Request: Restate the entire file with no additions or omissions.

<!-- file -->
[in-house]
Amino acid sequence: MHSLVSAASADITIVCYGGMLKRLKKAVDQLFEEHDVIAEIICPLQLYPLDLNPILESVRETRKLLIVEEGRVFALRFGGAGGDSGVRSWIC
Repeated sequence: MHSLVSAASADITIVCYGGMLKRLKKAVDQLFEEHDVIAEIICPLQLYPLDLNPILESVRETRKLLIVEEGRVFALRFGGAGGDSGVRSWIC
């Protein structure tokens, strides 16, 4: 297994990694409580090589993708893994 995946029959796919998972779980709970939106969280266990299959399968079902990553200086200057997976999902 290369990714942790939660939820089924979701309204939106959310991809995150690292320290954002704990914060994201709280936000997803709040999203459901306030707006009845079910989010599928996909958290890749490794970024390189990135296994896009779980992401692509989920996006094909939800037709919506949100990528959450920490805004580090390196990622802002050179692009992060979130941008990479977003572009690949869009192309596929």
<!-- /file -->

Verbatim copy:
[in-house]
Amino acid sequence: MHSLVSAASADITIVCYGGMLKRLKKAVDQLFEEHDVIAEIICPLQLYPLDLNPILESVRETRKLLIVEEGRVFALRFGGAGGDSGVRSWIC
Repeated sequence: MHSLVSAASADITIVCYGGMLKRLKKAVDQLFEEHDVIAEIICPLQLYPLDLNPILESVRETRKLLIVEEGRVFALRFGGAGGDSGVRSWIC
């Protein structure tokens, strides 16, 4: 297994990694409580090589993708893994 995946029959796919998972779980709970939106969280266990299959399968079902990553200086200057997976999902 290369990714942790939660939820089924979701309204939106959310991809995150690292320290954002704990914060994201709280936000997803709040999203459901306030707006009845079910989010599928996909958290890749490794970024390189990135296994896009779980992401692509989920996006094909939800037709919506949100990528959450920490805004580090390196990622802002050179692009992060979130941008990479977003572009690949869009192309596929």